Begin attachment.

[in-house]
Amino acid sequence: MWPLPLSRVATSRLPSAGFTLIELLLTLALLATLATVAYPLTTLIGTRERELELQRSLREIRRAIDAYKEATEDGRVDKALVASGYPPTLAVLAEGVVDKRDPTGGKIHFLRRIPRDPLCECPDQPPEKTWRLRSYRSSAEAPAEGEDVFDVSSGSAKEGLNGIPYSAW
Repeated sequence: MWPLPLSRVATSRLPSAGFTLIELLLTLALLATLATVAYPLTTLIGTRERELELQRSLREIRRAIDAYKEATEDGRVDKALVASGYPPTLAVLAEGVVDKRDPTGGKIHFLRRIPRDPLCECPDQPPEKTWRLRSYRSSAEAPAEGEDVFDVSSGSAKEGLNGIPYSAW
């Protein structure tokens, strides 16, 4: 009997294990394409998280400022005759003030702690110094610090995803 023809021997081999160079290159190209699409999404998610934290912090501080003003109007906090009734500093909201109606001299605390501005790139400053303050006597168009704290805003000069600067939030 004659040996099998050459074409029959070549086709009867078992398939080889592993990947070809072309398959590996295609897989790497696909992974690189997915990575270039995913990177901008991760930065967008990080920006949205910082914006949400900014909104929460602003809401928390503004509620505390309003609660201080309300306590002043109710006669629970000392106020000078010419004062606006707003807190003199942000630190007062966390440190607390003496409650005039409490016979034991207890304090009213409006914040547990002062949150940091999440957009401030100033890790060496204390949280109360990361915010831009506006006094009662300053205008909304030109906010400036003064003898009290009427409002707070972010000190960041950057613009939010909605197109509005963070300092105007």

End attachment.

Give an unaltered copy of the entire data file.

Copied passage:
[in-house]
Amino acid sequence: MWPLPLSRVATSRLPSAGFTLIELLLTLALLATLATVAYPLTTLIGTRERELELQRSLREIRRAIDAYKEATEDGRVDKALVASGYPPTLAVLAEGVVDKRDPTGGKIHFLRRIPRDPLCECPDQPPEKTWRLRSYRSSAEAPAEGEDVFDVSSGSAKEGLNGIPYSAW
Repeated sequence: MWPLPLSRVATSRLPSAGFTLIELLLTLALLATLATVAYPLTTLIGTRERELELQRSLREIRRAIDAYKEATEDGRVDKALVASGYPPTLAVLAEGVVDKRDPTGGKIHFLRRIPRDPLCECPDQPPEKTWRLRSYRSSAEAPAEGEDVFDVSSGSAKEGLNGIPYSAW
């Protein structure tokens, strides 16, 4: 009997294990394409998280400022005759003030702690110094610090995803 023809021997081999160079290159190209699409999404998610934290912090501080003003109007906090009734500093909201109606001299605390501005790139400053303050006597168009704290805003000069600067939030 004659040996099998050459074409029959070549086709009867078992398939080889592993990947070809072309398959590996295609897989790497696909992974690189997915990575270039995913990177901008991760930065967008990080920006949205910082914006949400900014909104929460602003809401928390503004509620505390309003609660201080309300306590002043109710006669629970000392106020000078010419004062606006707003807190003199942000630190007062966390440190607390003496409650005039409490016979034991207890304090009213409006914040547990002062949150940091999440957009401030100033890790060496204390949280109360990361915010831009506006006094009662300053205008909304030109906010400036003064003898009290009427409002707070972010000190960041950057613009939010909605197109509005963070300092105007």